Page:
La Route de la Vie @ Saint-Pétersbourg - Musée La Route de la Vie (2).jpg

 

 

  • The Gulag Museum (Moscow)

The Soviet Union, especially in the West, is also known for its darkest sides and its gulags. Gulags became famous after the publication in English in 1974 of Aleksandr Solzhenitsyn’s book “The Gulag Archipelago”. Nowadays a good way to know more about it is to visit the Gulag Museum in Moscow!

 

When?

(ticket office)

Monday, Tuesday, Wednesday, Friday, Saturday, Sunday: 11.00-18.00

Thursday: 12.-21.00

 

How much?

Full price: 300 RUB (5 USD)

Children (under 18yo) & Student: 150 RUB (2.5 USD)

Musée du Goulag @ Musée - Musée du Goulag (2)

 

 

  • The Aurora cruiser (St Petersburg)

St-Petersburg doesn’t really fancy its Soviet past. Nevertheless, it hosts a crucial element that led to the October Revolution. Indeed, if the Aurora cruiser mainly served during the Russian Empire and especially during the war with Japan, it became a symbol of Soviet Russia because it gave the signal for the Winter Palace assault on October 24th 1917. Later it became famous through many Soviet films glorifying this (to my upper opinion) terrible night.

 

When?

(ticket office)

Monday, Friday: Closed

Tuesday, Wednesday, Thursday, Saturday, Sunday: 11.00-18.00

 

How much?

Full price: 600 RUB (10 USD)

Student: 400 RUB (7 USD)

Dreamstime © - Saint-Pétersbourg - Croisieur Aurore (3).jpg

 

Want to book a guided-tour? Check out Tsar Visit!

 

 

Categories
Top

Top 8: Artists’ houses

Many Russian artists, from writers to dancers, are world-famous. Who never heard of Tolstoy, Dostoievsky, Pushkin? These artists inspired the world and continue nowadays to have a significant impact on our culture. But all of them have also been crucial witnesses of their centuries and of Russia. As most of them were famous while still living, their houses have been preserved by the Russian and later Soviet State. That’s why visiting artists’ houses and apartments in Moscow and St-Petersburg isn’t only about walking where they walked, but is above all diving in specific atmospheres from the past.  

 

  • Tolstoy House-Museum (Moscow)

My favorite is definitely Tolstoy’s house in the city center of Moscow. Not only because Tolstoy is my favorite Russian author, and that I’m dying for his Anna Karenine, but because his house is amazing. Tolstoy’s house is a wooden one that have been protected by the State right after Tolstoy’s death. As a result the house hasn’t been damaged. Enter it, and you instantly dive into the life of the Russian intelligentsia from the late Russian Empire. Amazing and definitely a must do!

Maison-Musée Tolstoï @ Moscou - Maison-Musée Tolstoï (6)

 

  • Dostoievsky House-Museum (St Petersburg)

Other super famous Russian author, Dostoievsky’s apartment in St Petersburg has also been quite well preserved. However, contrary to Tolstoy’s house, Dostoievsky’s apartment became a museum only 1971 due to the Soviet leadership’s unstable view attitude towards the author. Nevertheless the apartment kept the peculiar atmosphere of its time and above all of the vibrant soul that lived in its walls.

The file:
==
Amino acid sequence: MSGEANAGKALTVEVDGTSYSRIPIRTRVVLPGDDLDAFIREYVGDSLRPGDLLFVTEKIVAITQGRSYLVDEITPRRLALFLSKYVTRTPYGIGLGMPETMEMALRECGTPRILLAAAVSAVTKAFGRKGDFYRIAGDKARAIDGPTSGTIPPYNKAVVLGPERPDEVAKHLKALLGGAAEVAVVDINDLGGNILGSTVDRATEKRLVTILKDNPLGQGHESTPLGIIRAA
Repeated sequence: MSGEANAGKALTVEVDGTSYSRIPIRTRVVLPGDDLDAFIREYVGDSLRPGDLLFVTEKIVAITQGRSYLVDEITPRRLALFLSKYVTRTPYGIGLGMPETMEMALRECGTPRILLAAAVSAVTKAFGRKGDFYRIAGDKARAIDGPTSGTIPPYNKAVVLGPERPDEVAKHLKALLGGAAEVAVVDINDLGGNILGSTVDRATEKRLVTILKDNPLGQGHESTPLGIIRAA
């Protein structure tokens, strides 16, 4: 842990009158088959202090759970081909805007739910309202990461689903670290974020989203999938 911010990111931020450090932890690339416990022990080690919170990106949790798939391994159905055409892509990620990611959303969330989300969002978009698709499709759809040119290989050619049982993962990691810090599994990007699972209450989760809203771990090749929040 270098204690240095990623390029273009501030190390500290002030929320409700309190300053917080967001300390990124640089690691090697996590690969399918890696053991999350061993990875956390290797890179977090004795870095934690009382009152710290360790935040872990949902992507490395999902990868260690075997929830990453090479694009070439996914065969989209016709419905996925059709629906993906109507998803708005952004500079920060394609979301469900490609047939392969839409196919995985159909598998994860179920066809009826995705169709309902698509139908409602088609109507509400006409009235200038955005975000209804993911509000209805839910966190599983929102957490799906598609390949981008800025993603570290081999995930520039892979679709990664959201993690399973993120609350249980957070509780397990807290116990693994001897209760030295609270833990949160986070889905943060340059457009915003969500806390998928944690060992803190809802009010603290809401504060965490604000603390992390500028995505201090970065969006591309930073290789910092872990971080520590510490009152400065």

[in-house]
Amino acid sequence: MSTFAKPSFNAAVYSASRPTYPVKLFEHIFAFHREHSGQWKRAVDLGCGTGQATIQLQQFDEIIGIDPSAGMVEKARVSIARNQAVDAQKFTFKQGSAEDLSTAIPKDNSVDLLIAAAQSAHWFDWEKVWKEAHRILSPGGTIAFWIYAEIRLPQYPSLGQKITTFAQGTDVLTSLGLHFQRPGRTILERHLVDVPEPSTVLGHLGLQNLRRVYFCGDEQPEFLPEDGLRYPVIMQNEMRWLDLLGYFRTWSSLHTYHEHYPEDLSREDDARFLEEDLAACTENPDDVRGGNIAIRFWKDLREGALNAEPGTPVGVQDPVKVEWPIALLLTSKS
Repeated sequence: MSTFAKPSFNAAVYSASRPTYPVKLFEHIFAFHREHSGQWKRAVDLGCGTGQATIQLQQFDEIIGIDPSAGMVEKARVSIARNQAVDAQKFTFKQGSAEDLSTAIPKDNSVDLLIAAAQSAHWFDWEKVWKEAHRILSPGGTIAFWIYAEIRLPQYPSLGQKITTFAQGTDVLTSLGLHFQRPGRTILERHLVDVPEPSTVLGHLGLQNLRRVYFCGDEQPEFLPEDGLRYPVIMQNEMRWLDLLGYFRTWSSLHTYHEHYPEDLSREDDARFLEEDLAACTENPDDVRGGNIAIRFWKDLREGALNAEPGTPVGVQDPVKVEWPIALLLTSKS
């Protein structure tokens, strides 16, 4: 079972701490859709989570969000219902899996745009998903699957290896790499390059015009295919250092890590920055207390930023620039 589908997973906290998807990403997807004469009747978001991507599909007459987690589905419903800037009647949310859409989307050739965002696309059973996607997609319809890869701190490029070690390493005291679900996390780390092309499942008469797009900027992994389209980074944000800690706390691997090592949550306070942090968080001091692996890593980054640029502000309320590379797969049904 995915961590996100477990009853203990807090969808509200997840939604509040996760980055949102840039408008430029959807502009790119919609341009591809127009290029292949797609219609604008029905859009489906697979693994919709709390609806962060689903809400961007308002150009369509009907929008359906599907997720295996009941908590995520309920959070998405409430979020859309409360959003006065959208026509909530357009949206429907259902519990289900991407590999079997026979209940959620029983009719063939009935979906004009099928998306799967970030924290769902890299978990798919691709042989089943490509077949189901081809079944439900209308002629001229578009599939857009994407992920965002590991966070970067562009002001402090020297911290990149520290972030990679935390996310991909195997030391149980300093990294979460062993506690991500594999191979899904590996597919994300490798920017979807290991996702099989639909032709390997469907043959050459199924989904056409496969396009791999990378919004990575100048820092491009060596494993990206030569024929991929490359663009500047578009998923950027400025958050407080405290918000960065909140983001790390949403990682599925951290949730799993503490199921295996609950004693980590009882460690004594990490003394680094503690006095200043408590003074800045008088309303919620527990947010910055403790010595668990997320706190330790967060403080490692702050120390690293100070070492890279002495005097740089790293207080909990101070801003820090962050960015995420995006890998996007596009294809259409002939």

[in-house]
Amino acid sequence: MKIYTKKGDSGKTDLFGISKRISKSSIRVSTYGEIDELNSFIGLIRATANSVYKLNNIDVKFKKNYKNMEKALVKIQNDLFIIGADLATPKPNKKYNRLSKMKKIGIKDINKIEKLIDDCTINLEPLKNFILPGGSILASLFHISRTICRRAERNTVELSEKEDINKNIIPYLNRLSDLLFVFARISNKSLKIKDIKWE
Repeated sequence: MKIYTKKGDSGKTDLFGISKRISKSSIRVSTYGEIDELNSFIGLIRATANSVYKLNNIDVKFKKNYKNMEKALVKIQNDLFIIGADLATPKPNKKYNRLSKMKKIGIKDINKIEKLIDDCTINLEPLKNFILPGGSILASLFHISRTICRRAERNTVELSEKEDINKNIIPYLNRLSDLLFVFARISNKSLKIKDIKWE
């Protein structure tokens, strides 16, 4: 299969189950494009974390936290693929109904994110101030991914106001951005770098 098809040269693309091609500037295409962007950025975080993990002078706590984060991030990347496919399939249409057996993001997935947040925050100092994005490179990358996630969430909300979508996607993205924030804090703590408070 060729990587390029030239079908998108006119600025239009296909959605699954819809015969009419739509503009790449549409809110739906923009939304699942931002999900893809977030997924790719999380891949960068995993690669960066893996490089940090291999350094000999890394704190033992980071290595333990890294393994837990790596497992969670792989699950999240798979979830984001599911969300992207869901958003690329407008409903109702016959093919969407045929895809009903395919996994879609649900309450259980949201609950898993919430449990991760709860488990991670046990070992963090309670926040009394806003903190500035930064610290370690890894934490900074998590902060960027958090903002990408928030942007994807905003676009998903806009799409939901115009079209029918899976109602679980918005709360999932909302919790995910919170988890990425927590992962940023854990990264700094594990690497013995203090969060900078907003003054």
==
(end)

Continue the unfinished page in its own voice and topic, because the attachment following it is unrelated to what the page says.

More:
dreamstime_xxl_109450714.jpg

 

  • Pushkin House-Museum (St Petersburg)

Probably the most loved and cherished author in Russia, Pushkin died in St Petersburg after a famous (and still painful for most Russians) duel. The apartment in which he lived his last years and died became a memorial treasured by all. As a result the atmosphere remains penetrating. Visiting it also means learning a lot on Pushkin’s life and work so go for it!

dreamstime_xxl_109759799.jpg

 

  • Gogol House-Museum (Moscow)

This house being Gogol’s last residence, has been recognised as it only in 2005. Nevertheless the building, both on the outside and inside, is stunning and worth the visit. Enter it and you will travel back in time to discover the living standards of the Muscovite upper classes before the Soviet Union…you may also find some decoration tips for your own house? (I hope not, but who knows?)

Tsar Voyages © - Moscou - Maison-musée Gogol

 

  • Bulgakov House-Museum (Moscow)

If Bulgakov is not the most loved author in Russia, he is not far from it. More, his book The Master and Margarita, is by far the most appreciated and famous book in Russia. That is why Bulgakov’s apartment in Moscow city center is always crowded. This very tiny apartment recall the life of the author but before all smartly mix Bulgakov and Margarita’s lives. Indeed the apartment described in the book is basically Bulgakov’s one. So if you really want to appreciate the tour, read The Master and Margarita before!

dreamstime_xxl_70401792 (1).jpg

 

  • Gorky House-Museum (Moscow)

Nowadays, Gorky is a name associated to Moscow’s favored park. But before being a park, Gorky was a Soviet writer. After the revolution, the Soviet leadership seized Ryabushinsky house built in the early 20th century by Fyodor Shekhtel, and Gorky lived in it. To be honest the most important thing about this house isn’t the fact that Gorky lived in it (sorry not sorry). The house worth the visit because it is a mesmerizing and absolutely unusual house, a true eccentric symbol of the Modern Style. Words are not enough to describe it and all the beautifully strange things in it, so just go and open your eyes…but be ready!

Internet Escalier1

 

  • Galina Ulanova House-Museum (Moscow)